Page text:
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SPEECH IN PARLIAMENT by Dr Sipo Mzimela, MP re UDM Response to Statement by Minister of Health on AZT (25/08/1999)

Madam Speaker, honourable members, any subject can be debated to a point where it becomes meaningless and useless. It will be a sad day if the debates surrounding AZT and, by extension, HIV/Aids become so debated that in the end it is meaningless and taken as a joke, as something that does not have to be taken very seriously by anyone. We must never allow that to happen.

We are honourable members, and all of us are quite smart. However, we are not medical scientists, and in every other drug that has been imported into this country, a vaccine or anything to do with the cure or the prolonging of the lives of those who are ill, we have accepted the evidence of medical scientists on face value and applied those drugs accordingly.

I doubt if there is any drug on earth which does not have side effects. Aspirin has side effects. Penicillin has side effects. However, that has not stopped us from applying these and using them where necessary.

The Minister has told us, giving a great deal of scientific data which is readily available, of course, and has given us a whole list of reasons why some investigation still needs to be done by our medical scientists in South Africa. However, I think she probably inadvertently hit the nail on the head when she said that what we need to do is to examine the appropriateness and the affordability of the drug. In other words, our resistance to the application of AZT has to do with affordability.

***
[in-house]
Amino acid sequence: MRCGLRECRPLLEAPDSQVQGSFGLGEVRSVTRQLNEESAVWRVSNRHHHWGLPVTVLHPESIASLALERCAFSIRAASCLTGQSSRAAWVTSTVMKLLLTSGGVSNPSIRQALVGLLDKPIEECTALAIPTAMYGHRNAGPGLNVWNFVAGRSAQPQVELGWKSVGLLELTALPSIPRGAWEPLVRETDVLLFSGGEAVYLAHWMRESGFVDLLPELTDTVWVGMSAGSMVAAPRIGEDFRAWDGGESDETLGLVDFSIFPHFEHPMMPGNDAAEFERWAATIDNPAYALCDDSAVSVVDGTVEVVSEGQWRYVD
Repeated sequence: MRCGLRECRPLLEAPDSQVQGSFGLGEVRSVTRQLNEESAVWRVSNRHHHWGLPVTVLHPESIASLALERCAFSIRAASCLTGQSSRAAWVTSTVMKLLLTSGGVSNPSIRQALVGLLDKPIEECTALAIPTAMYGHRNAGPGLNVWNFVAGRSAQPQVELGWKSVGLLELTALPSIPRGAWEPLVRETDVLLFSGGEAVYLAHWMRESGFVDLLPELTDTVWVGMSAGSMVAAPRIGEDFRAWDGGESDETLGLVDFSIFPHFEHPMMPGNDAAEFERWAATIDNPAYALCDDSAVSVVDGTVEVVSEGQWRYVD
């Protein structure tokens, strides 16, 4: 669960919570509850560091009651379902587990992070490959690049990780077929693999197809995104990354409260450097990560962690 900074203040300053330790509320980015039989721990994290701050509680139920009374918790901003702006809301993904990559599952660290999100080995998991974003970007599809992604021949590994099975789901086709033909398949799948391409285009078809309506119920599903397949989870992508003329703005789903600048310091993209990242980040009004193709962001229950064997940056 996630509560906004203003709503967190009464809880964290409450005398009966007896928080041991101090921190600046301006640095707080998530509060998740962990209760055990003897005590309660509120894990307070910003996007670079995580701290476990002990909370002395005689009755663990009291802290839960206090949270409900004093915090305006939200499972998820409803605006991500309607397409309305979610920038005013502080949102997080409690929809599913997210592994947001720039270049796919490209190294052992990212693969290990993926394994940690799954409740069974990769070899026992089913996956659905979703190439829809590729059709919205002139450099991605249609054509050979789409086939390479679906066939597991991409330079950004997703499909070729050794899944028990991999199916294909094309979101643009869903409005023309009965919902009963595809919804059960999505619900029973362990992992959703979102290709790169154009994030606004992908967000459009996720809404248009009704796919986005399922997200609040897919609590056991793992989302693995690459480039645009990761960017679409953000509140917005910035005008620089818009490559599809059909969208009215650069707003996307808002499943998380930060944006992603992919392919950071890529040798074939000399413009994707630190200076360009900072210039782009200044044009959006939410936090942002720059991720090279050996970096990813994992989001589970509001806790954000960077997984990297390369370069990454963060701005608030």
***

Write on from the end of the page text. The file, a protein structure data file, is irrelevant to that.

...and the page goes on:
Should we not then, as honourable members, look at ways of financing this if the problem is, in fact, affordability? Can we not say that after we introduced the national lottery, a percentage of the profits from that national lottery must go directly toward purchasing AZT and distributing it to those who need it? Can we not say, since we are going to have a whole list of casinos making billions and billions of rands in profit, that a percentage of those profits must be allocated to the fund which will be set aside for acquiring AZT so that it can be distributed to those who need it?

The Minister has told us that it is going to be exceedingly expensive to supply this drug. It will cost the country a great deal. What she did not tell us is how much it will cost the country, if we do not find a way of making this drug affordable. What will it mean to the country when we have millions and millions of our citizens die from HIV/Aids when, in fact, they could have had their lives prolonged in time for them to make a positive contribution to the transformation and the up-building of this country?

I think we need to apply our minds to the right measures, and the measure right in front of us now is how we can find ways of making AZT affordable to all those who need it, and stop the debate which has no end.

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